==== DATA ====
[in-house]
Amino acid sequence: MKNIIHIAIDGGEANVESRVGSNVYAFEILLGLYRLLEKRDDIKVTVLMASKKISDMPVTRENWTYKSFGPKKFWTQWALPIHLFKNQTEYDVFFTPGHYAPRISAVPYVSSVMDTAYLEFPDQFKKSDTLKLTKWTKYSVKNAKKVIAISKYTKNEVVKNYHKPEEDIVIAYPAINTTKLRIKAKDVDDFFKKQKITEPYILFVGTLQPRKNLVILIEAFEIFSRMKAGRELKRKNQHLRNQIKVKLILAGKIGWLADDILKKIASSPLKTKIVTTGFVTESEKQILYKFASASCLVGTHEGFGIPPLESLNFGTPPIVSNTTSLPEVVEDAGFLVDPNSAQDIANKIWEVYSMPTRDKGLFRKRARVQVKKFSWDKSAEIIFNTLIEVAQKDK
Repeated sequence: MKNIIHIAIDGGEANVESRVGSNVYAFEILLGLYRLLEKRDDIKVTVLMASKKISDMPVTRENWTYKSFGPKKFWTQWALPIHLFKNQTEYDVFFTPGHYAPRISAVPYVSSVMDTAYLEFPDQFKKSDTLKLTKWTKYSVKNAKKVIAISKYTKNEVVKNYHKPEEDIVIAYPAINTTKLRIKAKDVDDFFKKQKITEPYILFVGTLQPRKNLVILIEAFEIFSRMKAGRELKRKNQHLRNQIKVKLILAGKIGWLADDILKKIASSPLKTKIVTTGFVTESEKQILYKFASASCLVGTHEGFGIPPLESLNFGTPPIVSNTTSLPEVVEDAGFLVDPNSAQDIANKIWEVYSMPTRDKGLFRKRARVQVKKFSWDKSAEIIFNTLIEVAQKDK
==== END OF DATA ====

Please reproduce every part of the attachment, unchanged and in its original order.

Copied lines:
[in-house]
Amino acid sequence: MKNIIHIAIDGGEANVESRVGSNVYAFEILLGLYRLLEKRDDIKVTVLMASKKISDMPVTRENWTYKSFGPKKFWTQWALPIHLFKNQTEYDVFFTPGHYAPRISAVPYVSSVMDTAYLEFPDQFKKSDTLKLTKWTKYSVKNAKKVIAISKYTKNEVVKNYHKPEEDIVIAYPAINTTKLRIKAKDVDDFFKKQKITEPYILFVGTLQPRKNLVILIEAFEIFSRMKAGRELKRKNQHLRNQIKVKLILAGKIGWLADDILKKIASSPLKTKIVTTGFVTESEKQILYKFASASCLVGTHEGFGIPPLESLNFGTPPIVSNTTSLPEVVEDAGFLVDPNSAQDIANKIWEVYSMPTRDKGLFRKRARVQVKKFSWDKSAEIIFNTLIEVAQKDK
Repeated sequence: MKNIIHIAIDGGEANVESRVGSNVYAFEILLGLYRLLEKRDDIKVTVLMASKKISDMPVTRENWTYKSFGPKKFWTQWALPIHLFKNQTEYDVFFTPGHYAPRISAVPYVSSVMDTAYLEFPDQFKKSDTLKLTKWTKYSVKNAKKVIAISKYTKNEVVKNYHKPEEDIVIAYPAINTTKLRIKAKDVDDFFKKQKITEPYILFVGTLQPRKNLVILIEAFEIFSRMKAGRELKRKNQHLRNQIKVKLILAGKIGWLADDILKKIASSPLKTKIVTTGFVTESEKQILYKFASASCLVGTHEGFGIPPLESLNFGTPPIVSNTTSLPEVVEDAGFLVDPNSAQDIANKIWEVYSMPTRDKGLFRKRARVQVKKFSWDKSAEIIFNTLIEVAQKDK